Some are serving life sentences and have little experience writing or discussing their feelings. Eventually the prisoners' words were transformed into monologues that have been performed by Glenn Close, Hazelle Goodman, Rosie Perez, and Marisa Tomei. As the inmates watch a performance, they appear in the film crying, laughing, and applauding their own words. We see them stripped of their outer shells, as they tell their own stories. Though some of their victims are dead, the inmates keep them "alive" with vivid language and memories. Katz, who was present at the screening, explained that she continues to see these women, bring them food and chocolates. She read some letters written for the Torino audience, and encouraged viewers to write back to the inmates through a prison website. Katz said she believes that each inmate has no intention of ever hurting anyone again and that most should be free.

Though My Beloved Child (Mitt elskede barn, Norway, 2004) deals with an alleged murderer, it focuses on the days leading up to the imprisonment of its female protagonist, Sigrid Beate Edvardsen. Instead of recounting the murder details, director Britt Hundsnes gives a close-up look at Sigrid's final hours outside jail. We are introduced to her mother, her partner, her son, and one of her former grade school teachers. The film intimately records Sigrid's description of the years of incest she has experienced, beginning at age six. She makes clear, without self-pity, the profound damage this abuse had on her. Through the use of family photos and soft focus recreations of winter walks, pony and sleigh rides, a broken life is reconstructed.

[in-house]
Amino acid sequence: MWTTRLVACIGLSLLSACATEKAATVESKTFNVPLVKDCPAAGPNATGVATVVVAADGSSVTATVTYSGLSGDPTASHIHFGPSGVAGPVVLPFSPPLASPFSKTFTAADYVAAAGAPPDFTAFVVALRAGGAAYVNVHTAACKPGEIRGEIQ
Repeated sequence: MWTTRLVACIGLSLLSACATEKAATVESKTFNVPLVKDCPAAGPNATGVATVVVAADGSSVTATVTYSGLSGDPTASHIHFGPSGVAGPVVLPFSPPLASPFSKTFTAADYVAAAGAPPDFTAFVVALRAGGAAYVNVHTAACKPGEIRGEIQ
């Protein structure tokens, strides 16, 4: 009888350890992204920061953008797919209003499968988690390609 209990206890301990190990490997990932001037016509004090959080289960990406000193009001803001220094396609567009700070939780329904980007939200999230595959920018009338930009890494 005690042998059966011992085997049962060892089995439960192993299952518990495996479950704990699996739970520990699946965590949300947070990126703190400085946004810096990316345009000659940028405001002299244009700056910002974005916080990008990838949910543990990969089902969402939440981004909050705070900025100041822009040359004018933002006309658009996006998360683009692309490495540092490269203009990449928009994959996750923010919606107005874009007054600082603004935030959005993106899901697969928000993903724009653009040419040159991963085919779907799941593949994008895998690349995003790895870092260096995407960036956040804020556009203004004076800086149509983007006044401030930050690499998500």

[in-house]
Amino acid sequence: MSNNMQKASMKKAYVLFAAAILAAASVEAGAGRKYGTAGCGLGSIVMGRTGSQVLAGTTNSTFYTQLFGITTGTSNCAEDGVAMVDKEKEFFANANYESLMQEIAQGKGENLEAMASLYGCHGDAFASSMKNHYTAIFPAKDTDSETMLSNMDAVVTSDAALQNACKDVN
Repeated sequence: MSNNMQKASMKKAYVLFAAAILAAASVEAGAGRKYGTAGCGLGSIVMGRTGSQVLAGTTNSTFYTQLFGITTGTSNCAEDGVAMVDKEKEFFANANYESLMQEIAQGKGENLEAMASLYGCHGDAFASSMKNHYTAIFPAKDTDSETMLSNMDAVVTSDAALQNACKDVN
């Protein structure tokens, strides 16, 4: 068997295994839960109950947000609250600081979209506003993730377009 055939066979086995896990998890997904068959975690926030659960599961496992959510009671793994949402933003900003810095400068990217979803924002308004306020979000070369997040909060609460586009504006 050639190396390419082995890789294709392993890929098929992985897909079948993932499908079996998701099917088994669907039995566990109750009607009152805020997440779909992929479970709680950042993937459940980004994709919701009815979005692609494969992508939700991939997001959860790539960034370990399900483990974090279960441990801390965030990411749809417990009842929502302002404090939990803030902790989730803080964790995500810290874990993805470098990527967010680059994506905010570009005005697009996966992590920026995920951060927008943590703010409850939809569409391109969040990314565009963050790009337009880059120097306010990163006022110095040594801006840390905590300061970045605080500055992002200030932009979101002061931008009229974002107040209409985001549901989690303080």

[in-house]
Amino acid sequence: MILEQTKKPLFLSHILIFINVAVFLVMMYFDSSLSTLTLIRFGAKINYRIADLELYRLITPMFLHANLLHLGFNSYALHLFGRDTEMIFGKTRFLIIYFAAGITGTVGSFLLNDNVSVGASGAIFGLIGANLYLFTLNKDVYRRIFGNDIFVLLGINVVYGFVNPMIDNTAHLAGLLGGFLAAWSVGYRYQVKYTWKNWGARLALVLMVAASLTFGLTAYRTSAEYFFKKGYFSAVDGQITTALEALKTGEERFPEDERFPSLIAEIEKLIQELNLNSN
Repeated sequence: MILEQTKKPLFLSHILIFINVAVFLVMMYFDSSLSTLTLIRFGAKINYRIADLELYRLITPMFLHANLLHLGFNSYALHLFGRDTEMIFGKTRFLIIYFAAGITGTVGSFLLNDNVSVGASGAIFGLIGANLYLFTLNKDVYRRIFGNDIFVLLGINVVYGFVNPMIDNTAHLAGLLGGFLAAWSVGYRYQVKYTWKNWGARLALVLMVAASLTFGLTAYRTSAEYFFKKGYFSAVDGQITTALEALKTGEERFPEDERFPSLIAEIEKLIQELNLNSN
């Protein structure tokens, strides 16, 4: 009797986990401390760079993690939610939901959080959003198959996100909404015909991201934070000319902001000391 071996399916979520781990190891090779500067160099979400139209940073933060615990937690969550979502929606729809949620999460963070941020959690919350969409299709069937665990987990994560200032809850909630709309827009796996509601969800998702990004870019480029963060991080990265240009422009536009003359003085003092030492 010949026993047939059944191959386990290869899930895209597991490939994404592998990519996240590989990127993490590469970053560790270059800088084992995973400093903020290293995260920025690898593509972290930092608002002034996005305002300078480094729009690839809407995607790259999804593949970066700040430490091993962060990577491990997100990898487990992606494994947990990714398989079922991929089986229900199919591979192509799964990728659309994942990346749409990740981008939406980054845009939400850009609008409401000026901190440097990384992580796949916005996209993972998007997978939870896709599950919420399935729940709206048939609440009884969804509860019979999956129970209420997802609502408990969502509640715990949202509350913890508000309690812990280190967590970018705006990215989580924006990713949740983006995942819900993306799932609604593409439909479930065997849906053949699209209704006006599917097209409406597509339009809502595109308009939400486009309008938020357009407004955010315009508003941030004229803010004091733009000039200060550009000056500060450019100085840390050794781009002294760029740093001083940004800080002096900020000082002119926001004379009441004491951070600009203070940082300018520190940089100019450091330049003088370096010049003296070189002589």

Sigrid's father was a cold, hard-drinking man who would often call his blonde braided daughter out to the barn to visit with the animals she loved; he secretly molested her. She nearly broke off her marriage after experiencing a prolonged post-partum depression. Though she was convicted, the film suggests it's unclear that she was the one to stab her father. On the evening of the murder, she was with her mother and her drug-addicted sister. She was condemned, without appeal, to a serve a seven-year sentence. During the closing credits, it was revealed that in Norway alone, one in 10 children is the subject of sexual abuse "by adults emotionally close to them."

Following the screening, Hundsnes said the film was originally her thesis project, and that she cropped out the face of the father so as not to give too much emphasis to his physical appearance and to spare family members further pain. At the awards ceremony, My Beloved Child was given the top honors in the Documentary Section, "for the importance and universality of its subject matter and its cinematographic technique." A tearful Hundsnes graciously accepted the award and said she wished "Sigrid could be here. She has recently been released from prison and she would be very happy." This is another example of the director living very closely with her subject, and making it her mission to keep public attention on the case.

As the curtain closed on two weeks of film festivals in Torino, one came away with the sense that documentaries worldwide are alive and thriving. It was inspiring to see so many varied productions with filmmakers adamant about bringing attention to specific problems, injustices, and crises. Barring budget cuts, we in Torino will continue to see the fruits of all the efforts that go into organizing such important venues as Cinemambiente and Cinema delle Donne.